The developed world tries to do this with state benefits and fiscal policies that tax higher earners. It is no coincidence that Scandinavian countries have the highest tax rates in the world. I don’t know what effect this has on people’s happiness in general. The poor man may be happy but are we excluding the rich man who feels like the more he earns the more he has to give away? Then he strives to earn even more to keep more but more is taken from him instead. And so the cycle continues.

Conclusion

Happiness is based on one’s expectation of life. I have found more and more that happiness does not necessarily come from having lots of money. The more that is achieved, the more there is to achieve. And for me, the farther away I am from my values and…my core as I chase self actualization.

I choose happiness (photo courtesy of http://www.istockphoto.com)

In the search for this self actualisation, I start to lose what I have began to call “The luxury of being average”. Just knowing that friends and family love me as lil o’ me, average on all fronts becomes a difficult thing to know. It is this part of me that leads to me to research what makes countries happy. Afterall, countries are communities that have to support each other to survive. This is me exploring how the next phrase of my life could be happier in the somewhat unlikely event that someday I may just have the clothes on my back and my loved ones in a distance, cheering me on.


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Comments

  1. I’ve written on happiness ranking comparing human beings vs. animals
    http://flickrcomments.wordpress.com/2010/12/29/darwin-ranking/
    maybe you will be amused …

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  2. no not specialized in zoology but in philosophy, psychology, anthropology – and irony …

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  3. for me it is important, if music is there in a community.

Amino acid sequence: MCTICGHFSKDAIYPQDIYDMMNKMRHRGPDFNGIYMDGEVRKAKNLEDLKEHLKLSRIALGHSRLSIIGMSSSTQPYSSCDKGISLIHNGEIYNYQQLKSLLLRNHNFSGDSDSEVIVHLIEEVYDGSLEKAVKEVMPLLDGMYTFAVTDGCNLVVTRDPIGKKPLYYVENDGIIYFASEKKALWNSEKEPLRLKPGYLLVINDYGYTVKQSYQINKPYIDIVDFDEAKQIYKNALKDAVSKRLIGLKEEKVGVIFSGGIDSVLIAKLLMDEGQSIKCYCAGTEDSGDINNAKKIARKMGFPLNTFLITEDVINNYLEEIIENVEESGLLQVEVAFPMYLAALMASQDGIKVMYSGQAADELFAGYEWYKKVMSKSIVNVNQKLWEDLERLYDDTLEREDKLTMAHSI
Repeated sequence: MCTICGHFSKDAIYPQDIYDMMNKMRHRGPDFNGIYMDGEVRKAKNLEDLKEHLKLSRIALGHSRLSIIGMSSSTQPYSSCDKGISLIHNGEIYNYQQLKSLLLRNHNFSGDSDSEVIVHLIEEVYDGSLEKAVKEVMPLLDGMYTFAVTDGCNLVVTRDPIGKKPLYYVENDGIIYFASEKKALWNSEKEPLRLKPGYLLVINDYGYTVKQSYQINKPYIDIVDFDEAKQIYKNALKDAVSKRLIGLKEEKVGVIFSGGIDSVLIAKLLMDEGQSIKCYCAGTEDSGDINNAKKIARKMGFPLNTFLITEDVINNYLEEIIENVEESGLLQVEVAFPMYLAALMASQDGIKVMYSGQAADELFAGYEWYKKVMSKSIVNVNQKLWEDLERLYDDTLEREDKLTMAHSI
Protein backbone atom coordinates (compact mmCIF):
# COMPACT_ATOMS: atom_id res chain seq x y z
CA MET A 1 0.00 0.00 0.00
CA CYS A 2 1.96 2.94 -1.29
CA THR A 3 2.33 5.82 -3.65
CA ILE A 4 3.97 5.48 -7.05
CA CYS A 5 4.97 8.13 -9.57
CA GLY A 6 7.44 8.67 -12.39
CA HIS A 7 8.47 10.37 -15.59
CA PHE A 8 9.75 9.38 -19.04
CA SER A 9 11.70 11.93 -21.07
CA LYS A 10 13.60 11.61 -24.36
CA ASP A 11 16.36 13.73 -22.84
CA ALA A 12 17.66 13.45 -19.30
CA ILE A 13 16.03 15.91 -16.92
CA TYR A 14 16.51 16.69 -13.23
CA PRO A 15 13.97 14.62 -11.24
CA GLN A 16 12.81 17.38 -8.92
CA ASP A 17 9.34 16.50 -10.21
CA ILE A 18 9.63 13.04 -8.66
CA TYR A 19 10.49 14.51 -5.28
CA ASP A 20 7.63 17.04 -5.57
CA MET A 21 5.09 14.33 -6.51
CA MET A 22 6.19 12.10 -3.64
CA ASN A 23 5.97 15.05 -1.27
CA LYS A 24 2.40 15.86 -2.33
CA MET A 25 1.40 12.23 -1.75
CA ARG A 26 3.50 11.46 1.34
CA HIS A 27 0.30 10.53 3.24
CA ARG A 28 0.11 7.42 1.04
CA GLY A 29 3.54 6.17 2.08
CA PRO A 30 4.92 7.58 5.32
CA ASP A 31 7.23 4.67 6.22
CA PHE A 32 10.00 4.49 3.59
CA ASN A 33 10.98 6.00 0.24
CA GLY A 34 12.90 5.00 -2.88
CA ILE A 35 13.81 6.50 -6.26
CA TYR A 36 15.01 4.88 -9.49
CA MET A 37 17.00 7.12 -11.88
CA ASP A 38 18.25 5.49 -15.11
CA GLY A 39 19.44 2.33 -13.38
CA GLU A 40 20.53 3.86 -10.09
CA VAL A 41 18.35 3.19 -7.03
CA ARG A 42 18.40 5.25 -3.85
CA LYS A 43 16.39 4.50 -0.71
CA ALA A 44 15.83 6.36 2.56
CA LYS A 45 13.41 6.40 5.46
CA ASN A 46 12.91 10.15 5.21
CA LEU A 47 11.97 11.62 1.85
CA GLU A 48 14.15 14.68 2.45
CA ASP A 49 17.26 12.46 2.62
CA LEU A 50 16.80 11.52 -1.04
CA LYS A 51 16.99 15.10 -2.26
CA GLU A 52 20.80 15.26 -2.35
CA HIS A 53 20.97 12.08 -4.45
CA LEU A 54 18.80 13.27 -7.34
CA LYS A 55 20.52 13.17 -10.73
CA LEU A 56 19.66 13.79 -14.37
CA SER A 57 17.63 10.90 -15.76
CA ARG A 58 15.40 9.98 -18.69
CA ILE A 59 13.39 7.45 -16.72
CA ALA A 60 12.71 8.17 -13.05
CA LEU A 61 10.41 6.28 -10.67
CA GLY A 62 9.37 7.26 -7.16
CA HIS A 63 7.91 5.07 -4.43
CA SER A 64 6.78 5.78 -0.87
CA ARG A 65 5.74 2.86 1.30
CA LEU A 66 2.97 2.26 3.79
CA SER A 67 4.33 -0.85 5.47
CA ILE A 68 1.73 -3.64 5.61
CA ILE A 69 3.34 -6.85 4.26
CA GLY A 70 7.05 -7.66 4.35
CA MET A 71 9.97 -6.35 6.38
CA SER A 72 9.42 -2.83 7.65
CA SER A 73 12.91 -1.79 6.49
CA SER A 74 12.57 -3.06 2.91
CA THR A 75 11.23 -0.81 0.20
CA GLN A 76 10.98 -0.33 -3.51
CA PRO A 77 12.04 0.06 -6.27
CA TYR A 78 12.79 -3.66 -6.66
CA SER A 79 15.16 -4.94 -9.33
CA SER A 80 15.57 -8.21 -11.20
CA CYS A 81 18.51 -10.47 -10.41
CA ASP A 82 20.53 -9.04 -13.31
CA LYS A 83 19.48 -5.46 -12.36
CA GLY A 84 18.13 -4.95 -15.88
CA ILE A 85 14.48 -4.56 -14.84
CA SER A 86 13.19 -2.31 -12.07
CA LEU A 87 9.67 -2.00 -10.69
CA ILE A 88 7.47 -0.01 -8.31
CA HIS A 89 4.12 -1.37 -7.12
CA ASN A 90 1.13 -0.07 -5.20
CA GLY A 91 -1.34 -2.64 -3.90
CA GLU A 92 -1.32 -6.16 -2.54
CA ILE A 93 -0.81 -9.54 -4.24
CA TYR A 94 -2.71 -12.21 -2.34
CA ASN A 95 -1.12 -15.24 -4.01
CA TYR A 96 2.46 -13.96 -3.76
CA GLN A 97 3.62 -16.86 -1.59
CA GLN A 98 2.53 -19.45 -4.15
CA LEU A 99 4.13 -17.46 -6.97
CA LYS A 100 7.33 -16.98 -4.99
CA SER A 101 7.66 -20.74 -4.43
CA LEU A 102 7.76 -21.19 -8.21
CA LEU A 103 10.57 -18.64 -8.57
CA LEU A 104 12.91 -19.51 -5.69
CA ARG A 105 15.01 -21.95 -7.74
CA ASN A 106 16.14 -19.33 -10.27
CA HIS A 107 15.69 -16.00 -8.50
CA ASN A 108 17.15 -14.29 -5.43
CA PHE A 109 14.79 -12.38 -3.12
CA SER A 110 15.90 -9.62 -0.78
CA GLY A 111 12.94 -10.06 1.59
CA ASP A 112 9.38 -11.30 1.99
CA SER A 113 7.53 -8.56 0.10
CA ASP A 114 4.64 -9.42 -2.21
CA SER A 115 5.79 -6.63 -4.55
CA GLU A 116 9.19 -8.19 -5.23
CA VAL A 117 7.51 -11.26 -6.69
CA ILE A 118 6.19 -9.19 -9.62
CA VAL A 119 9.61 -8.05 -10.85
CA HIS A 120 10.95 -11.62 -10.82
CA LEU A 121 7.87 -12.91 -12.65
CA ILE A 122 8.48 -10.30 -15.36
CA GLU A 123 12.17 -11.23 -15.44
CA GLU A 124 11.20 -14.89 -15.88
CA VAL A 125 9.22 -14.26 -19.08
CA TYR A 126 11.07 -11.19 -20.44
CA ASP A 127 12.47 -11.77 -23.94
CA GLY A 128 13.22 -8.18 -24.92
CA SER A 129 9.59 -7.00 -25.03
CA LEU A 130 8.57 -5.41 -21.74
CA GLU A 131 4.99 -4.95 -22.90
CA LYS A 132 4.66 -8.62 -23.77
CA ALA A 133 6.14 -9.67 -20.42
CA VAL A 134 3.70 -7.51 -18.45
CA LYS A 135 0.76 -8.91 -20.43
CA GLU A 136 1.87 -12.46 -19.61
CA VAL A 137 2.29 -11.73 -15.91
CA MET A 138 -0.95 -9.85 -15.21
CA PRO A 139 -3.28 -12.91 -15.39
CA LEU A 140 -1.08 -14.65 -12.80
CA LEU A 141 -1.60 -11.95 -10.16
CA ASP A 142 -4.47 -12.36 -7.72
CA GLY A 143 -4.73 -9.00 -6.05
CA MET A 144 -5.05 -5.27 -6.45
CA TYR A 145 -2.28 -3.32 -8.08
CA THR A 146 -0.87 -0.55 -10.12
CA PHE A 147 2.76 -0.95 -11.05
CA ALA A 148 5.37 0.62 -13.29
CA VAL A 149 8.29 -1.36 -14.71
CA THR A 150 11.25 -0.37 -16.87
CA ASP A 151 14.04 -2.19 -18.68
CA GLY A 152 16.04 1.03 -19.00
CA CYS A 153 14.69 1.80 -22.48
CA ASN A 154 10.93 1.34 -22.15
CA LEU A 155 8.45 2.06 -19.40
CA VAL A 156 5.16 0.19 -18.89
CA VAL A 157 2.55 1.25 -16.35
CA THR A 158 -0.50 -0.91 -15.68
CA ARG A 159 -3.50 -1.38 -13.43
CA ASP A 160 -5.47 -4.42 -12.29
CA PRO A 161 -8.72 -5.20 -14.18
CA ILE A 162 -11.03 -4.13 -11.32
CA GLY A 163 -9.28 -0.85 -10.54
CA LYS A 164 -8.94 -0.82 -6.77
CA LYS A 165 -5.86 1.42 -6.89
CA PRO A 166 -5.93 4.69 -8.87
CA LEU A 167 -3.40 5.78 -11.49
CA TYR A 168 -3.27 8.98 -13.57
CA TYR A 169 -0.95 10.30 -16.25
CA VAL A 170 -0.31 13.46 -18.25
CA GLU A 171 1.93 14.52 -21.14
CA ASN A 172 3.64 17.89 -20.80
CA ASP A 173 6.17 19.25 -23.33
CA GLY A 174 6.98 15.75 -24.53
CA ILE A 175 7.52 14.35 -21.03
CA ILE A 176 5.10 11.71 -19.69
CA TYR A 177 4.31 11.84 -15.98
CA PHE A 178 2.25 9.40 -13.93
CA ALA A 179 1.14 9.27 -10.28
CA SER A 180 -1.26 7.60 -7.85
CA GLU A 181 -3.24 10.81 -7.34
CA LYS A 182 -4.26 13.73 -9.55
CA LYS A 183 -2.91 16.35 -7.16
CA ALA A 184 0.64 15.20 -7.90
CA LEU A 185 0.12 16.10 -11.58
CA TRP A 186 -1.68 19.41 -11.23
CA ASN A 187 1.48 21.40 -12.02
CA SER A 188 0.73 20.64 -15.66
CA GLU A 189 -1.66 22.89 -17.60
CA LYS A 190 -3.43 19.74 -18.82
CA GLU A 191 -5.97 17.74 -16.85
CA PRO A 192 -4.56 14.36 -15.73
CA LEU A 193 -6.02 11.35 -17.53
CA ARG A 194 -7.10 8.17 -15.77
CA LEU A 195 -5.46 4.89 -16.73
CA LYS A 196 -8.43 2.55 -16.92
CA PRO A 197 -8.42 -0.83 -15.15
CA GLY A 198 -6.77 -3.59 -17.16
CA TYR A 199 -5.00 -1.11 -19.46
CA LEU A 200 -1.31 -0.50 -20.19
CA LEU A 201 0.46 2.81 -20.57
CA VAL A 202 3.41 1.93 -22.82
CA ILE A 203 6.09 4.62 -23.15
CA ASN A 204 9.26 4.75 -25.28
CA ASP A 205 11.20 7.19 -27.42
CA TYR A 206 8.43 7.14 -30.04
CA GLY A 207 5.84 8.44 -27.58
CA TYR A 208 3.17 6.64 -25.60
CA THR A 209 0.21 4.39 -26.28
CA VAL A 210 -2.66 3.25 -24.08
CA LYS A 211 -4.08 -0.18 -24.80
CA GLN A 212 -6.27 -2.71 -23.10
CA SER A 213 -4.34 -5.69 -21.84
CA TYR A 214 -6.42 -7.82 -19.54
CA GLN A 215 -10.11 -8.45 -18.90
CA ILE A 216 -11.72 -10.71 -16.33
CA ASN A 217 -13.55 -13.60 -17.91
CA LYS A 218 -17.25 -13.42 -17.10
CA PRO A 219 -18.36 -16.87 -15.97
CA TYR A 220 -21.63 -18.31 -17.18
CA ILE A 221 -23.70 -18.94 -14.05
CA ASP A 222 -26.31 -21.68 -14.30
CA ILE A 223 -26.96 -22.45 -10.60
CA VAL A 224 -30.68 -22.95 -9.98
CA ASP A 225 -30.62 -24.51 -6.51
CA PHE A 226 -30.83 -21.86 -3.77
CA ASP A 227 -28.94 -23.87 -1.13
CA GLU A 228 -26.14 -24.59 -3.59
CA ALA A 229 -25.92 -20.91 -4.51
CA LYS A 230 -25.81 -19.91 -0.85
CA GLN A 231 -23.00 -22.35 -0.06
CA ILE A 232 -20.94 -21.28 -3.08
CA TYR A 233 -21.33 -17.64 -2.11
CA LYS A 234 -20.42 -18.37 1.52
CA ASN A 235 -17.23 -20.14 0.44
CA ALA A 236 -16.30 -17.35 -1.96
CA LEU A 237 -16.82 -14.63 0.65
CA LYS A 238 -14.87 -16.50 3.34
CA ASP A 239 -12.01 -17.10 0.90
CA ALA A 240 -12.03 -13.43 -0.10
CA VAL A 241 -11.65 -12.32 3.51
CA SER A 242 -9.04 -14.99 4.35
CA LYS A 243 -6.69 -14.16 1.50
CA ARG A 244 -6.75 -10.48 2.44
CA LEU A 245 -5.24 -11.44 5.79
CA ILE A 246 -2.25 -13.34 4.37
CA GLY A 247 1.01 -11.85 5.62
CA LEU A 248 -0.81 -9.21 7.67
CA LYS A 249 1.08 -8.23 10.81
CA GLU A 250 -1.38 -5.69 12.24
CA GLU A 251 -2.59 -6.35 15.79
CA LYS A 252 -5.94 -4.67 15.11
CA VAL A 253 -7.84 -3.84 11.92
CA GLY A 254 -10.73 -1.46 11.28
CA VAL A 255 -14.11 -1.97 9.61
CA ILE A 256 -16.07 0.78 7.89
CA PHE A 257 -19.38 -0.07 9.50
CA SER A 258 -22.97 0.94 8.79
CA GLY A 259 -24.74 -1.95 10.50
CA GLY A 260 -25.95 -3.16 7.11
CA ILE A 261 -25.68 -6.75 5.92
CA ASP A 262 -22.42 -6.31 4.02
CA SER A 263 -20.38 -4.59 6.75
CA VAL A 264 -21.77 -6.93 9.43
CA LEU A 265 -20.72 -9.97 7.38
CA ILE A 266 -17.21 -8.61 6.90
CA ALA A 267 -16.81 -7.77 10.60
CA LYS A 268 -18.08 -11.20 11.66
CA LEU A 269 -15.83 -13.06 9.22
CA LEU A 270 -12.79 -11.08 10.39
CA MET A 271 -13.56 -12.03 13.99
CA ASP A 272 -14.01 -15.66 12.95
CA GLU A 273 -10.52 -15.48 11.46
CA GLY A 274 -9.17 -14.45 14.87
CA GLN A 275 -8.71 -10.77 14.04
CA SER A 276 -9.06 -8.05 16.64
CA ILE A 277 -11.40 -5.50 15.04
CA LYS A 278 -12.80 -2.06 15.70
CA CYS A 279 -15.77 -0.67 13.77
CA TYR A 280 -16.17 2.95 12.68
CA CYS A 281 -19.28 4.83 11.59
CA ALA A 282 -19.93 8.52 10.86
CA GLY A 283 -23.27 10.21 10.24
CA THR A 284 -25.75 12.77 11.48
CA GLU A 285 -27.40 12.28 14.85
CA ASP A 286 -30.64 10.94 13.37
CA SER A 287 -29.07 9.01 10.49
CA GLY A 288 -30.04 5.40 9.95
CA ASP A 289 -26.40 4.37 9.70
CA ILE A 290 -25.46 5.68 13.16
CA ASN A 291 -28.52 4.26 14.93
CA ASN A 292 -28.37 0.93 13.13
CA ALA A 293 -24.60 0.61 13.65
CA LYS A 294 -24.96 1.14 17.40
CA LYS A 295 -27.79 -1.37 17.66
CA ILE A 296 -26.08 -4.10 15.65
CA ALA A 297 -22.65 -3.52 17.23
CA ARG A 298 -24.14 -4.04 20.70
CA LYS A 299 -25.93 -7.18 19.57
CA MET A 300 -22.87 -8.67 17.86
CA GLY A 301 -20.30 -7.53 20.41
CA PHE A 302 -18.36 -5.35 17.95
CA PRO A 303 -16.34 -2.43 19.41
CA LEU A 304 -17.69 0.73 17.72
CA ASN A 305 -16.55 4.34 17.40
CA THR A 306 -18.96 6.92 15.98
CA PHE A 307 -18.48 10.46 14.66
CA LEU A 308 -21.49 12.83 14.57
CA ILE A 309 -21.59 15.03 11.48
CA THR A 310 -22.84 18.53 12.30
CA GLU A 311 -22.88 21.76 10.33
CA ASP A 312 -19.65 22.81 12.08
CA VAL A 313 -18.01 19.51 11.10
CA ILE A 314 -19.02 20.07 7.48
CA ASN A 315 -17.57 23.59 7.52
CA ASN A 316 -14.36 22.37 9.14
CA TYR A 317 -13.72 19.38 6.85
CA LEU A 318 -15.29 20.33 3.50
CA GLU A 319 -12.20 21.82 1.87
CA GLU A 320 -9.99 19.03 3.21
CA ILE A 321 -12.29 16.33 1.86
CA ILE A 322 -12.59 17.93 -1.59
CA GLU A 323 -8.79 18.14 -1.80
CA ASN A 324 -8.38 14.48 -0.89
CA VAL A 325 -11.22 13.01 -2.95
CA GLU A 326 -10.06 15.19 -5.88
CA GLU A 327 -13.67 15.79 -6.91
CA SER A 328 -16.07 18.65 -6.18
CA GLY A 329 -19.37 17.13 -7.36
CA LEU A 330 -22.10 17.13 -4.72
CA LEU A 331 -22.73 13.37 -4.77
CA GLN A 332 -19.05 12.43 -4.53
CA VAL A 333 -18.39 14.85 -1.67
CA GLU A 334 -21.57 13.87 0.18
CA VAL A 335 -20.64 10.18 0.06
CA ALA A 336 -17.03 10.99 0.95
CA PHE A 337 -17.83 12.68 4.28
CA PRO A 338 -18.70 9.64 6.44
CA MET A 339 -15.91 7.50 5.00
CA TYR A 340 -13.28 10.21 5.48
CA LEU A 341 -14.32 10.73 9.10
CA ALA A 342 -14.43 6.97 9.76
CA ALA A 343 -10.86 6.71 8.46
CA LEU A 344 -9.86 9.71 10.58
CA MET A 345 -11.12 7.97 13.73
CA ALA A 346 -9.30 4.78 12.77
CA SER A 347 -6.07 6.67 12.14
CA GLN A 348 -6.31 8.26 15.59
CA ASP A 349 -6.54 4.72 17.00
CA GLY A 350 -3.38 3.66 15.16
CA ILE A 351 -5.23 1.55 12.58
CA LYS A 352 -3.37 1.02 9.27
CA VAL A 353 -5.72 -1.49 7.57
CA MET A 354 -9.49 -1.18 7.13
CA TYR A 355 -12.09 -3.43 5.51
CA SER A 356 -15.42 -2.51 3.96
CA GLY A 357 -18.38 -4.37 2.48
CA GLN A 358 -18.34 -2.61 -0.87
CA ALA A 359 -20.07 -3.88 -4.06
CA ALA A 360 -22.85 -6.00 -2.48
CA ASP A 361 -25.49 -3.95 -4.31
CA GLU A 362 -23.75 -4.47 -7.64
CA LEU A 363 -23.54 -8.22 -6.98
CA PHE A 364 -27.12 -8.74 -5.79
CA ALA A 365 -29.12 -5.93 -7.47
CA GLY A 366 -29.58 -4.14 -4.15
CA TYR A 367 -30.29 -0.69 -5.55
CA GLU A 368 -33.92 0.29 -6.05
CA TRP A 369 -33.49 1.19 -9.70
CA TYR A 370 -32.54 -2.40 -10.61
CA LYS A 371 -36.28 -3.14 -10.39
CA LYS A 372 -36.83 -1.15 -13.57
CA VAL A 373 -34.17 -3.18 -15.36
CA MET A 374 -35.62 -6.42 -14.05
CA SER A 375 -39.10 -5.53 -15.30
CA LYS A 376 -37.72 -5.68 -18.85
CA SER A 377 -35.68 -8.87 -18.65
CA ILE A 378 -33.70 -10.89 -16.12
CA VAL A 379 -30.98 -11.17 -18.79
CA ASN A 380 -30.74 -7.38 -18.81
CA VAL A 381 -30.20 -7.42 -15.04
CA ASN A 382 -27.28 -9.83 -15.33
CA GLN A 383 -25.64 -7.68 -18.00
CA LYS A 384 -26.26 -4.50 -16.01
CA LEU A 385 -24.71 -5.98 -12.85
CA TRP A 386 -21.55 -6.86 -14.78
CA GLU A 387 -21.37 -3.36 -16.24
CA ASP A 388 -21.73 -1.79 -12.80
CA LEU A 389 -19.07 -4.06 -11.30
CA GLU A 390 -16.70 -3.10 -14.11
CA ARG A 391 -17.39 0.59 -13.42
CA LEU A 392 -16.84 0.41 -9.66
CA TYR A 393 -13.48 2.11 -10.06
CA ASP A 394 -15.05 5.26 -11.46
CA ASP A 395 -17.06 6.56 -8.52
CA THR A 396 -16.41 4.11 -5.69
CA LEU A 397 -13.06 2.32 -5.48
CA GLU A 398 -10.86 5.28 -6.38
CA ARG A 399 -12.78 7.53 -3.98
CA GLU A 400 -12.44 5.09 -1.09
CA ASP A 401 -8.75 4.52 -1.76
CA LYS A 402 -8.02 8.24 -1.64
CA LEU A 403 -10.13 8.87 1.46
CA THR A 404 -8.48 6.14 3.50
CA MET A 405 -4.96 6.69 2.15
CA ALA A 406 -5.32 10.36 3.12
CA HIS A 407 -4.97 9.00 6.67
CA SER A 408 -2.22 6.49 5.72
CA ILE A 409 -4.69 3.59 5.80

As a guitar player I like countries like Spain, UK, Ireland, USA,
    parts of Latin America. There are countries where they do not sing very much, when they are together. Can’t believe that they are really satisfied.

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  4. thanks, now you’ve inspired me to post
    http://flickrcomments.wordpress.com/2011/01/08/ranking-nations/
    RANKING NATIONS

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  5. Fascinating idea for a post!

    People in countries who have to scramble for their basic needs are not going to be as innovating, i.e. parts of Africa.

    It is unfortunate for humankind to equate happiness with money. But having lots of money just makes everything seem so easy. By lots, I mean oodles of millions.

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  6. Yes, if we could just find a way to close the gap- what a happy place the world will be :-). Thanks for stopping by.

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    • Look! China did a survey of 4,100 people (the quantity hardly constitutes the entire country) and concluded that the Chinese people hate life. The culprit, you ask? The dire economic crisis that they are having. http://politicallyillustrated.com/index.php?/news_page/d2/2046/

      I wasn’t out looking for stats, I promise. I just happened to be reading politically illustrated blog and saw this one on the sidebar. 🙂

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      • haha! I read the article- very interesting! I think it probably boils down to the “let down” factor aside from the economic crisis. The economy was growing astronomically and now it’s not growing like expected. And as you point out, 4,100 people is not even beginning to the surface in relation to how many people there are in China! Isn’t that less than 0.1% of the population? or am I doing my sums wrong ;-)?

        Like